Every fan must endure bitter defeat from time to time, but when it comes to choosing the most painful loss ever suffered by a team there are many factors to consider: the expectations, the opponent, the stakes. Blowout losses hurt, but it’s the close ones—the ones that got away, or the ones that were decided by fickle fate—that are often the most memorable.
This series revisits each NHL franchise’s worst gut-punch defeat. Here is Part 6:
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• New York Rangers: June 13, 2014; Stanley Cup Final, Game 5—Kings 3, Rangers 2 (OT)
I’ve been a Rangers fan my whole life. I grew up with Sam Rosen and John Davidson as the voices of Rangers hockey and I was crushed when J.D. left in 2006 to become the President of Hockey Ops for the St. Louis Blues. That might be the biggest off-ice gut-punch for those of us who bleed blue, but this isn’t about off-ice changes. This is about the game itself. There are two in recent memory that crush me and my fellow fans: April 11, 2010 (a 2–1 shootout loss to the Flyers that denied the Rangers a playoff berth on the final day of the regular season) and Game 5 of the 2014 Stanley Cup Final.
Yes, the 2–0 loss to Tampa Bay at home in Game 7 of the 2015 Eastern Conference Finals hurt, but when I was asked to dig deep and think about the worst pain my team has caused me, Game 5 from the previous year's Final was the first thing that popped into my head. It was the first time since 1994 that the Rangers had made it to the Cup Final and the dream was cruelly over so fast for a team that had such heart.
The 2014 playoffs were not easy for the Rangers. Their first two series went seven games, with New York having to win three straight in the conference semifinals against the Pittsburgh Penguins. The conference finals went “only” six games against the Canadiens, who lost their star goaltender Carey Price to an injury in Game 1. The Cup Final looked like the same tough road. The Rangers dropped Game 1 in overtime and Game 2 in double-OT. Things did look more dire after the series moved to New York and the Blueshirts were shut out, 3–0, in Game 3.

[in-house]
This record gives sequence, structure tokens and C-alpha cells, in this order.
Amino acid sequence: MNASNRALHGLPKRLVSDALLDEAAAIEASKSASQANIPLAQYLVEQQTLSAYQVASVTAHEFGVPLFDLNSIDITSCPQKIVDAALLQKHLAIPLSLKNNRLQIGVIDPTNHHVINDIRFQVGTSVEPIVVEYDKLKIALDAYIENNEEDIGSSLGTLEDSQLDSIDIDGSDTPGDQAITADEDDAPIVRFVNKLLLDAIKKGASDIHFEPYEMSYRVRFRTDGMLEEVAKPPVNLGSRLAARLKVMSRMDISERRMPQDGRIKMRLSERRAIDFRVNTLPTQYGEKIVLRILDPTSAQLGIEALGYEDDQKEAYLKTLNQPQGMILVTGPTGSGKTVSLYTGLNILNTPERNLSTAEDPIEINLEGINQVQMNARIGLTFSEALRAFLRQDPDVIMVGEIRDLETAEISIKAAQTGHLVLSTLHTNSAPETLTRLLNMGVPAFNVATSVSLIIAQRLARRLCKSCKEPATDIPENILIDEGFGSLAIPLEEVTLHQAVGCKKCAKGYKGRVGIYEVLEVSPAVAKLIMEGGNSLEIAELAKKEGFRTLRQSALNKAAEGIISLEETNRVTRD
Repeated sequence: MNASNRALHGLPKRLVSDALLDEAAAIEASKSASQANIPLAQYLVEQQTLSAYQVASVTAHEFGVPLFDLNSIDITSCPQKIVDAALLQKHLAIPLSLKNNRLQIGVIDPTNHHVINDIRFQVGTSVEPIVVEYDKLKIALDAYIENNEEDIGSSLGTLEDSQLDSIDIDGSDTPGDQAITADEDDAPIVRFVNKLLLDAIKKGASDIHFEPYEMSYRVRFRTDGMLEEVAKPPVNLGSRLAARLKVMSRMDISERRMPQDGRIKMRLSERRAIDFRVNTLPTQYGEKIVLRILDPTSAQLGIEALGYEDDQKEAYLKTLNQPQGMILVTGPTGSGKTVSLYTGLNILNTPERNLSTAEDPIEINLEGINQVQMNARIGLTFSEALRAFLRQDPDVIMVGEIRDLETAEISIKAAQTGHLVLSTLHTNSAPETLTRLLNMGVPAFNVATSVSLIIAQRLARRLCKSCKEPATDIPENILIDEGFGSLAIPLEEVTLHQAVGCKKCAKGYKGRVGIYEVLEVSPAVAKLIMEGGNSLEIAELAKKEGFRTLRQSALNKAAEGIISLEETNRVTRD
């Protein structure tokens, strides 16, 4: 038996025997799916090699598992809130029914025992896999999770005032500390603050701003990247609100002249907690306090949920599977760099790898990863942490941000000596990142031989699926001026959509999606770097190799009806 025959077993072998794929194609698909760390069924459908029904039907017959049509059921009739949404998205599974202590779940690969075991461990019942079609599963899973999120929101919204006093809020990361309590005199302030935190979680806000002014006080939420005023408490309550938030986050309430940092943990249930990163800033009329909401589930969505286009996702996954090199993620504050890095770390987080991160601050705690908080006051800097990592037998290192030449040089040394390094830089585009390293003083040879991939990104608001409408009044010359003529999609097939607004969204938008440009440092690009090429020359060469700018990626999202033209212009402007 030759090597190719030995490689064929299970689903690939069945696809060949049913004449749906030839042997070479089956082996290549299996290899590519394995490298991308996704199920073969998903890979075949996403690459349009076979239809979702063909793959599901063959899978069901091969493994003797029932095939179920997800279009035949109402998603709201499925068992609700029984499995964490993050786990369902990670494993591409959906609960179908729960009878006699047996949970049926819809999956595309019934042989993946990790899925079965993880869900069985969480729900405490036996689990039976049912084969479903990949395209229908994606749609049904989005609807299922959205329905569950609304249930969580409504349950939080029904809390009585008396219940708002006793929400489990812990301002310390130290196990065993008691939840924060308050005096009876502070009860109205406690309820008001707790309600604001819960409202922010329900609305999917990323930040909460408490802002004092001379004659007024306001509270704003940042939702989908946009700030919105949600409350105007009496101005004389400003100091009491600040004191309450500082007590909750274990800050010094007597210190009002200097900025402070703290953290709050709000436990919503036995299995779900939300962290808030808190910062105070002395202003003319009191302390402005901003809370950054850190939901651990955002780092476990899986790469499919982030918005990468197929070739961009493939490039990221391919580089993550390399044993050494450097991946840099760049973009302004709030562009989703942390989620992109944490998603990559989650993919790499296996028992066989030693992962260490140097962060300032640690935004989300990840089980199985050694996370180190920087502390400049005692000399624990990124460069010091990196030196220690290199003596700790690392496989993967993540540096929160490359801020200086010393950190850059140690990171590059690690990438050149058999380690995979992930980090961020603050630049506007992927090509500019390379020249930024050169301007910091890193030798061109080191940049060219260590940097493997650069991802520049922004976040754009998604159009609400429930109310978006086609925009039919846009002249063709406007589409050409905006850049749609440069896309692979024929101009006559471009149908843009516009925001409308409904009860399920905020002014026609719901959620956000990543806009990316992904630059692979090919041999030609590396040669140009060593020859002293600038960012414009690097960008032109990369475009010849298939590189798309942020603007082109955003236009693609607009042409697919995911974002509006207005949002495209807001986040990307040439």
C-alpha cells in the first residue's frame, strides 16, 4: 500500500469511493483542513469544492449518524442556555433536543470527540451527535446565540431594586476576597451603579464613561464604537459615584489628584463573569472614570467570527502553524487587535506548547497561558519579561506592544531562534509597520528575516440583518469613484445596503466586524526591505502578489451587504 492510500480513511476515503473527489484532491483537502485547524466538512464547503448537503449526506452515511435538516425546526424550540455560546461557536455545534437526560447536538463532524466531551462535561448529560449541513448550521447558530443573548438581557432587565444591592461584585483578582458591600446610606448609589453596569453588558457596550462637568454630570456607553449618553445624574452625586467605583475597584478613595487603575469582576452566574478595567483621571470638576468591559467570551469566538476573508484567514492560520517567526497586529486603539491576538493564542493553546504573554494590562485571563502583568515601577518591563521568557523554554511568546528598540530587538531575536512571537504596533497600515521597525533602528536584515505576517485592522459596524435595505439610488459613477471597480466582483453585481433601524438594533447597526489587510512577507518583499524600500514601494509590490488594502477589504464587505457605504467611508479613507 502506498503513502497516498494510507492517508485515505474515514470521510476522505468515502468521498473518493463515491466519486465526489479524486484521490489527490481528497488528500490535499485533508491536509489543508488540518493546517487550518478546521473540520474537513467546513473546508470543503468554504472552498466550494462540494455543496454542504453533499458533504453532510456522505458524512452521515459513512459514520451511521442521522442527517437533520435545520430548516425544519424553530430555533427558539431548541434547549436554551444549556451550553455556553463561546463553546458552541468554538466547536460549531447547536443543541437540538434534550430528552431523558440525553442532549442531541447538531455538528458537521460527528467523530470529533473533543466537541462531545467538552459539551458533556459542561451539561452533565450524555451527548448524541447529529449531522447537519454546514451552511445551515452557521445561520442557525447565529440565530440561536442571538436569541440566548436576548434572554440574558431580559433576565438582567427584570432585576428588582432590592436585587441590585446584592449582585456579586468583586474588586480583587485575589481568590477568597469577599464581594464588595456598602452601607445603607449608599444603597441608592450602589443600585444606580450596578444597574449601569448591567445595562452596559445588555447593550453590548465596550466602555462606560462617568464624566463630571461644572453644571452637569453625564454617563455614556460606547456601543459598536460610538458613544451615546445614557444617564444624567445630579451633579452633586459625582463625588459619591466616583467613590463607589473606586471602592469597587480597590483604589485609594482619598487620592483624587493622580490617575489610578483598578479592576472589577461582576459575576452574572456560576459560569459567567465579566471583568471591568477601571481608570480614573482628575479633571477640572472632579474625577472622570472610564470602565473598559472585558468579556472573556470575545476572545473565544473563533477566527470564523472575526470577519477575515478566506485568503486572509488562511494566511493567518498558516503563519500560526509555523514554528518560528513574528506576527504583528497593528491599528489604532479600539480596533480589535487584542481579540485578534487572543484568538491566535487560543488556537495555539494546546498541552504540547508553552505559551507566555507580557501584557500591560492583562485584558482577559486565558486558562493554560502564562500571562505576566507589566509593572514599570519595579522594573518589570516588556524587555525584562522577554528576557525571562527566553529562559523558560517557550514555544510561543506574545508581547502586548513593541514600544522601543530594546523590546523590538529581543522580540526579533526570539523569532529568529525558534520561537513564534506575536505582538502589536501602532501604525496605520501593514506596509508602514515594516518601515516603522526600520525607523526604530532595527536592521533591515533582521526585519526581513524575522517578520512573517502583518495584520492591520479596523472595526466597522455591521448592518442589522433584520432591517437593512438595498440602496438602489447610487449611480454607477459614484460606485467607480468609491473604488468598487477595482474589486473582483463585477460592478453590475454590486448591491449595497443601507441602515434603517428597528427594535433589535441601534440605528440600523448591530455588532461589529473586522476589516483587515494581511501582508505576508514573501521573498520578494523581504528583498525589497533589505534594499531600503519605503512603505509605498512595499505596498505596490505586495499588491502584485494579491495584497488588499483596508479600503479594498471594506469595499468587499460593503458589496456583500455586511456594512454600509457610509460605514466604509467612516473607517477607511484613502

Game 4 was all about fresh hope. The Rangers won, 2-1, with a typical one-goal differential. Despite being down 3-1 going into the fifth game in L.A., any Rangers fan you spoke to was still confident. They would say “This team has fought back before, they can do it again! This series is going seven, that’s the Rangers way!” The Blueshirts often take their fans on an unreal emotional roller coaster ride and we wouldn’t want it any other way.
In Game 5, the Kings took an early lead off Justin Williams’ goal in the first period. The bar I was watching in went quiet. My friends and I looked at each other and said, “It’s still early. Anything can happen.” We still had faith, despite the Rangers’ minuscule six shots on goal in the first.
Late in the second period the Rangers we loved showed up. At 14:07 Dwight King was sent off for high sticking Mats Zuccarello. A minute and a half later, Ryan McDonagh fed a cross-ice pass to Chris Kreider, who was planted firmly to the right of Kings goalie Jonathan Quick and he tapped the puck in. Tie game! Four minutes later, and a man down thanks to Dominic Moore hooking L.A.’s Willie Mitchell, Brian Boyle took a pass from Carl Hagelin at mid-ice, beat Kings defenseman Drew Doughty and then Quick glove-side. New York led 2–1 going into the second intermission. We were elated! Rangers fans had a good feeling about this game. Twenty more minutes and the series was going back to The Garden.
About halfway through the third, spirits sank when Mats Zuccarello was called for tripping and former Ranger Marian Gaborik tied the game at 2–2. The groans in the bar could be heard over Doc Emrick and Ed Olczyk breaking down the goal on TV. The game went to OT and then double OT. Overtime playoff hockey is the best and the worst. The best if you don’t have a horse in the race and the worst, well, you get the picture. We watched with our hands over our eyes and with five minutes left in that second extra session it was all over.